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Tobacco taxes and bold measures are crucial to realising the Government’s smoke-free 2025 goal, writes Janet Hoek, Richard Edwards and Anaru Waa.
The ODT editorial of December 3 raised important questions about the measures required to bring smoking prevalence in New Zealand below 5% for all population groups - the Government's smoke-free 2025 goal.
The article challenged the role continued excise taxes should play in the strategy to achieve this goal, and pointed to increases in burglaries of dairies and seizure of illicit tobacco as evidence of a ''big business'' black market and increasing hardship among smokers.
We appreciate an opportunity to discuss these points.
As the ODT noted, the increasing cost of tobacco prompts many smokers to make a quit attempt. We have worked with hundreds of smokers wishing to quit and the vast majority cite price, together with health concerns, as the most common reasons for wishing to quit smoking.
As well as cueing smokers to quit, the increasing cost of tobacco deters young people from experimenting with smoking and reduces the risk they will subsequently become addicted to nicotine.
Rather than stop using this highly effective measure, we have an opportunity to consider how we manage two important and related factors: the widespread availability of this lethal product, and how the revenue generated through tobacco excise tax is used.
Implementing the approaches we outline below would address hardship and crime potentially caused by rising tobacco prices, continue to prompt quit attempts, and make tobacco less accessible to young people.
Currently, tobacco is sold in many bars and in almost all dairies, service stations, and supermarkets; there is no register of sellers and no licensing system (as there is for alcohol). Allowing tobacco products to be so widely and easily available is both illogical and inconsistent with the smoke-free 2025 goal.
One new measure would be to restrict tobacco sales to R18 licensed stores, which would sell nothing but tobacco. This approach would have many benefits. First, it would greatly reduce the number of tobacco retail outlets and reframe tobacco as a restricted and toxic product.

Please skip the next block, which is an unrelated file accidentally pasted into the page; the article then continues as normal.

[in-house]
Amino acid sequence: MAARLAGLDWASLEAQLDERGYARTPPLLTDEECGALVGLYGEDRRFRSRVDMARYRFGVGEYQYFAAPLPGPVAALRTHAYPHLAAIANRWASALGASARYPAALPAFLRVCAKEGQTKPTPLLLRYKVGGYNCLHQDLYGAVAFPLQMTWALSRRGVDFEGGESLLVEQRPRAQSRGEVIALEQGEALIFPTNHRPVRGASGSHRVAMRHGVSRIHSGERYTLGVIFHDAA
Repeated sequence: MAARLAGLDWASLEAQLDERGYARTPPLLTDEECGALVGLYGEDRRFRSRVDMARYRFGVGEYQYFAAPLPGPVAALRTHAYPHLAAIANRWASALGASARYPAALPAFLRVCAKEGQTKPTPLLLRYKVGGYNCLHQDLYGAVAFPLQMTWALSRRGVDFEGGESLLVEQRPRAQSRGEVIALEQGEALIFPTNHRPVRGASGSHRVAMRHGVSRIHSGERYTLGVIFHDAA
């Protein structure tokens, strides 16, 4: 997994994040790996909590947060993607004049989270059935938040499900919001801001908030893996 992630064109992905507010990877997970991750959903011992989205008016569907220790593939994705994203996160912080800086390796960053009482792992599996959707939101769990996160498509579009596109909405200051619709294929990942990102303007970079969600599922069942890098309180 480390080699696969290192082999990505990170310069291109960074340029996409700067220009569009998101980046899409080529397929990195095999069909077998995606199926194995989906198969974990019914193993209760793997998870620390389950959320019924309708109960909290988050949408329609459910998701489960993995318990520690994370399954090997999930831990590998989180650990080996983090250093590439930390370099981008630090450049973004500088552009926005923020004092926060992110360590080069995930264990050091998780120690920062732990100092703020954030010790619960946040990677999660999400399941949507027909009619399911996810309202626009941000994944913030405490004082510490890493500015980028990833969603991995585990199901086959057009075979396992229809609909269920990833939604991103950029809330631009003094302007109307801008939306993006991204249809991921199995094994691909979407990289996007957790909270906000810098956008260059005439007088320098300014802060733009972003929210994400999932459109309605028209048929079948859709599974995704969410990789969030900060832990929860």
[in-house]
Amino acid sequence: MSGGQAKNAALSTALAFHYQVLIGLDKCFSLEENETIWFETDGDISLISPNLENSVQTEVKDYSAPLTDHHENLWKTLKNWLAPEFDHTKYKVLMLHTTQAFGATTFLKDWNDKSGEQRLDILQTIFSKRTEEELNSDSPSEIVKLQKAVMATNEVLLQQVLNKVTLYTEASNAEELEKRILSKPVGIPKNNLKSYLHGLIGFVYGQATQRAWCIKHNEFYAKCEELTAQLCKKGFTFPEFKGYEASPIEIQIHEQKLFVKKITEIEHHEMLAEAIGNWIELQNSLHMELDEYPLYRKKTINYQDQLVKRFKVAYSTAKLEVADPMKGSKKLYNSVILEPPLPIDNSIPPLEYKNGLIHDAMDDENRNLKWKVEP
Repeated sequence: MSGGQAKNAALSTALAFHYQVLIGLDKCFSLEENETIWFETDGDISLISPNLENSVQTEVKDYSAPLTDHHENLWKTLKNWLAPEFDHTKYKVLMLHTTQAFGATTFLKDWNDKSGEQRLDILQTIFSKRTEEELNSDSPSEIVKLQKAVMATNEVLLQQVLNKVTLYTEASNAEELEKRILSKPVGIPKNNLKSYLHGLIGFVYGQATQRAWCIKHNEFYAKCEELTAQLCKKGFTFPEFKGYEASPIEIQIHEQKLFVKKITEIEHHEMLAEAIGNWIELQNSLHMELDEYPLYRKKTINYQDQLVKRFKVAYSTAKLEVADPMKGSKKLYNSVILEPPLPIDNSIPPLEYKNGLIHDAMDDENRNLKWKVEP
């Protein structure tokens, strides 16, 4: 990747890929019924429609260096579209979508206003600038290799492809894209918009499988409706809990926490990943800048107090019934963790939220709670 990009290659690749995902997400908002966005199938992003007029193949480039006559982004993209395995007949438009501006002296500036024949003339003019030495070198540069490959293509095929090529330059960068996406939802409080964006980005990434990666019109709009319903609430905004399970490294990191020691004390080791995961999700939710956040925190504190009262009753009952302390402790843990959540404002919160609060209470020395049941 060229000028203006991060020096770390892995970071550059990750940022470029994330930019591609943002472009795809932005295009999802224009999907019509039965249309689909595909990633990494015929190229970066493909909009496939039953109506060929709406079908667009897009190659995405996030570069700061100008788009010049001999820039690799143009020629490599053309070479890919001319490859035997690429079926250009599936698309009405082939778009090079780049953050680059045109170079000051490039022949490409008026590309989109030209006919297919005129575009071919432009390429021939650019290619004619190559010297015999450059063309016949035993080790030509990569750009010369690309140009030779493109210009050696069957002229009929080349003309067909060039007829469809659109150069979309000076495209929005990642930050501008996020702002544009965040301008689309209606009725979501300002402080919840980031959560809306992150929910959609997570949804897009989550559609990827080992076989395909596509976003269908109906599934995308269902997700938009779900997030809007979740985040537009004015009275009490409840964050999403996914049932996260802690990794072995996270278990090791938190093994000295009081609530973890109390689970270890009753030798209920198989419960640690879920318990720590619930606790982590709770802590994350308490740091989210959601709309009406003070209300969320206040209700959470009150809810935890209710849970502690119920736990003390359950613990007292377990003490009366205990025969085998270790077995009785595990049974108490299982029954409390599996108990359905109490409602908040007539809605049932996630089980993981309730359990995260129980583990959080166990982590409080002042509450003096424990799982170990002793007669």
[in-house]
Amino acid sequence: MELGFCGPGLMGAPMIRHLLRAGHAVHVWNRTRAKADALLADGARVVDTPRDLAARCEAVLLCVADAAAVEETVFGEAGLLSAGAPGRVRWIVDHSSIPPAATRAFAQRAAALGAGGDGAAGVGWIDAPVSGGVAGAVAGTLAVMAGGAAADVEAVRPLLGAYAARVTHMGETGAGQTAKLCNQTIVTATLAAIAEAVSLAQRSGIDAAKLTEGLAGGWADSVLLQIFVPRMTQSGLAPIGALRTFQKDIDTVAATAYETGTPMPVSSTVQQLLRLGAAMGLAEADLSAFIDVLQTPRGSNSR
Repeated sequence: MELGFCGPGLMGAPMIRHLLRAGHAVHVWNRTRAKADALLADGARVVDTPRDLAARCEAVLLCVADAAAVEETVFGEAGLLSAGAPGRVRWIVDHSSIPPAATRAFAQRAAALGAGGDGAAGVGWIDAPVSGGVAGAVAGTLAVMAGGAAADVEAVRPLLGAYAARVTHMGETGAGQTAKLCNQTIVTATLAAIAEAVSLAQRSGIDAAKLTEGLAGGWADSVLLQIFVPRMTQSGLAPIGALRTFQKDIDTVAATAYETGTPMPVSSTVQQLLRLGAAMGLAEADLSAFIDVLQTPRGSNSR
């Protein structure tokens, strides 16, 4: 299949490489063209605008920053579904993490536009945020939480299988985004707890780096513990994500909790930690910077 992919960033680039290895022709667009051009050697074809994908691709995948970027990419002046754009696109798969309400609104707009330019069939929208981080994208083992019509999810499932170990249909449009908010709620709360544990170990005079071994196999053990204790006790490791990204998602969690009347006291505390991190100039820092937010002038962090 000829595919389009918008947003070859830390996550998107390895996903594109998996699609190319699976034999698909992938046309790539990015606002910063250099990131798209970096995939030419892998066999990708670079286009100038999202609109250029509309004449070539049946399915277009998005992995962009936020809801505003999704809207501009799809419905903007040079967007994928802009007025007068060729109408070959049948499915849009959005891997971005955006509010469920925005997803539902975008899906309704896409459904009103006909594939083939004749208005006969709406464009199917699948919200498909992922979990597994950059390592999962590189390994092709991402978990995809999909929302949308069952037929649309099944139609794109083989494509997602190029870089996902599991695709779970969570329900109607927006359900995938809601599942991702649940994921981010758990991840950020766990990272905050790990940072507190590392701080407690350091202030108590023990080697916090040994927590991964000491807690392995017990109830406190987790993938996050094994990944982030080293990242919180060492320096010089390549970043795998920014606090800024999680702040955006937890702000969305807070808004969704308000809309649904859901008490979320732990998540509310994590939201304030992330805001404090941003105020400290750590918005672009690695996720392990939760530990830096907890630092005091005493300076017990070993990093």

If tobacco outlets could not be located within a specified distance of schools and other areas where children and adolescents gather, this measure would also help decrease smoking uptake among young people. Second, it would remove smaller retailers' concern that they would lose business if they stopped stocking tobacco and their competitors did not.
Third, it would reduce relapse to smoking among quitters, many of whom report resuming smoking because tobacco is so easily available. Reducing outlet density would decrease opportunities for unplanned purchases that trigger relapse and make every tobacco purchase a deliberate one.
Finally, restricting the number of outlets selling tobacco would allow these premises to have better security, thus reducing the potential for robberies.
The article correctly points out the substantial revenue tobacco excise tax generates. These funds go into general Government coffers and are not dedicated to developing or implementing programmes to help smokers to quit or to deter non-smokers from starting.
Our studies show that more than 80% of smokers regret smoking and would not smoke if they could live their lives again. Given smoking is much more common among people with lower incomes, there are strong ethical reasons for arguing that revenue from tobacco excise taxes should be used to assist the thousands of smokers who wish to become smoke-free.
Rather than stopping tobacco excise tax increases as the editorial suggests, maintaining this strategy would continue to prompt quit attempts and deter smoking uptake, both of which are crucial to the 2025 goal. Using revenue from tobacco taxes to provide stronger, community-oriented, support would help smokers to quit.
Targeting this support and designing it specifically to assist groups where smoking is more common could bring profound health, social and economic benefits to these groups, and reduce stark health disparities.
Our detailed studies of support for different policy measures show a targeted approach has widespread public endorsement, including from most smokers, who support excise taxes if these are used to fund cessation programmes.
Excise taxes could also fund other measures, such as comprehensive social marketing campaigns that reinforce smoke-free norms and further discourage experimentation with smoking.
We welcome continued debate over the most effective - and appropriate - ways to realise the smoke-free 2025 goal, which is still achievable if the Government continues using proven measures but also adopts new evidence-based measures, including those we have outlined above.
-Janet Hoek, Richard Edwards and Anaru Waa co-direct ASPIRE2025, one of the University of Otago's research themes.